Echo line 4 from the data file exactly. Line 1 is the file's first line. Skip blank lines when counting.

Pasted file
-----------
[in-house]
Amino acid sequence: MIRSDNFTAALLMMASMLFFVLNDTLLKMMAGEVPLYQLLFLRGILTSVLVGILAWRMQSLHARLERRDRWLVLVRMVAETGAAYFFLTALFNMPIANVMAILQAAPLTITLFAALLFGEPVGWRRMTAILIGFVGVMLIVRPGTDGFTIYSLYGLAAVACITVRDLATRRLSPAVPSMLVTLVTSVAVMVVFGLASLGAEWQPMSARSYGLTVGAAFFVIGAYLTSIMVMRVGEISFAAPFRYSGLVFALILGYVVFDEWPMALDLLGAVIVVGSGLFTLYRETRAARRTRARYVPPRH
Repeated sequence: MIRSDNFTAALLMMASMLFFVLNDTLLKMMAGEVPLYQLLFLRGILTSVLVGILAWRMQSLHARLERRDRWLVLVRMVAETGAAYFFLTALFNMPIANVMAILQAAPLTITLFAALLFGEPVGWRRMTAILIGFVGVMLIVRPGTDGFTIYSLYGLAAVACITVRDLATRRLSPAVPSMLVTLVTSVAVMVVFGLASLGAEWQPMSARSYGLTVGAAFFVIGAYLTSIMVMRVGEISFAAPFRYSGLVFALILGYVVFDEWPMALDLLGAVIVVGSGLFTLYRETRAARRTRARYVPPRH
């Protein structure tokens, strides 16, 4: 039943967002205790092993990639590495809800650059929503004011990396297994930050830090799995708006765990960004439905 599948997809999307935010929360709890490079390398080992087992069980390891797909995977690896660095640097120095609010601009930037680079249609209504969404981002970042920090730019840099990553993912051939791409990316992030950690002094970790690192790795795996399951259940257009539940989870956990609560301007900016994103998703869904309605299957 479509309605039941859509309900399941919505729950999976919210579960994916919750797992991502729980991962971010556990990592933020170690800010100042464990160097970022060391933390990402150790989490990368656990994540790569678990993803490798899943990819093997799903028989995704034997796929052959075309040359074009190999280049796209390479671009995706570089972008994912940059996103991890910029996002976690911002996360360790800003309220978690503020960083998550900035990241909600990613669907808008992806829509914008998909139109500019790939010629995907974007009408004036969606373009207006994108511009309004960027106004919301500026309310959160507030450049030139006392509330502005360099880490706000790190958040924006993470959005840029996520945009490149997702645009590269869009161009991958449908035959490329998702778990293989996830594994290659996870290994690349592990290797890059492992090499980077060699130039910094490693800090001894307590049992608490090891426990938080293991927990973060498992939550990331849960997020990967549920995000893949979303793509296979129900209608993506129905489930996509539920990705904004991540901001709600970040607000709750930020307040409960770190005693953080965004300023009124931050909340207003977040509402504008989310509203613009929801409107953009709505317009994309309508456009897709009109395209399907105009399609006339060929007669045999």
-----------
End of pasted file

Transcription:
């Protein structure tokens, strides 16, 4: 039943967002205790092993990639590495809800650059929503004011990396297994930050830090799995708006765990960004439905 599948997809999307935010929360709890490079390398080992087992069980390891797909995977690896660095640097120095609010601009930037680079249609209504969404981002970042920090730019840099990553993912051939791409990316992030950690002094970790690192790795795996399951259940257009539940989870956990609560301007900016994103998703869904309605299957 479509309605039941859509309900399941919505729950999976919210579960994916919750797992991502729980991962971010556990990592933020170690800010100042464990160097970022060391933390990402150790989490990368656990994540790569678990993803490798899943990819093997799903028989995704034997796929052959075309040359074009190999280049796209390479671009995706570089972008994912940059996103991890910029996002976690911002996360360790800003309220978690503020960083998550900035990241909600990613669907808008992806829509914008998909139109500019790939010629995907974007009408004036969606373009207006994108511009309004960027106004919301500026309310959160507030450049030139006392509330502005360099880490706000790190958040924006993470959005840029996520945009490149997702645009590269869009161009991958449908035959490329998702778990293989996830594994290659996870290994690349592990290797890059492992090499980077060699130039910094490693800090001894307590049992608490090891426990938080293991927990973060498992939550990331849960997020990967549920995000893949979303793509296979129900209608993506129905489930996509539920990705904004991540901001709600970040607000709750930020307040409960770190005693953080965004300023009124931050909340207003977040509402504008989310509203613009929801409107953009709505317009994309309508456009897709009109395209399907105009399609006339060929007669045999």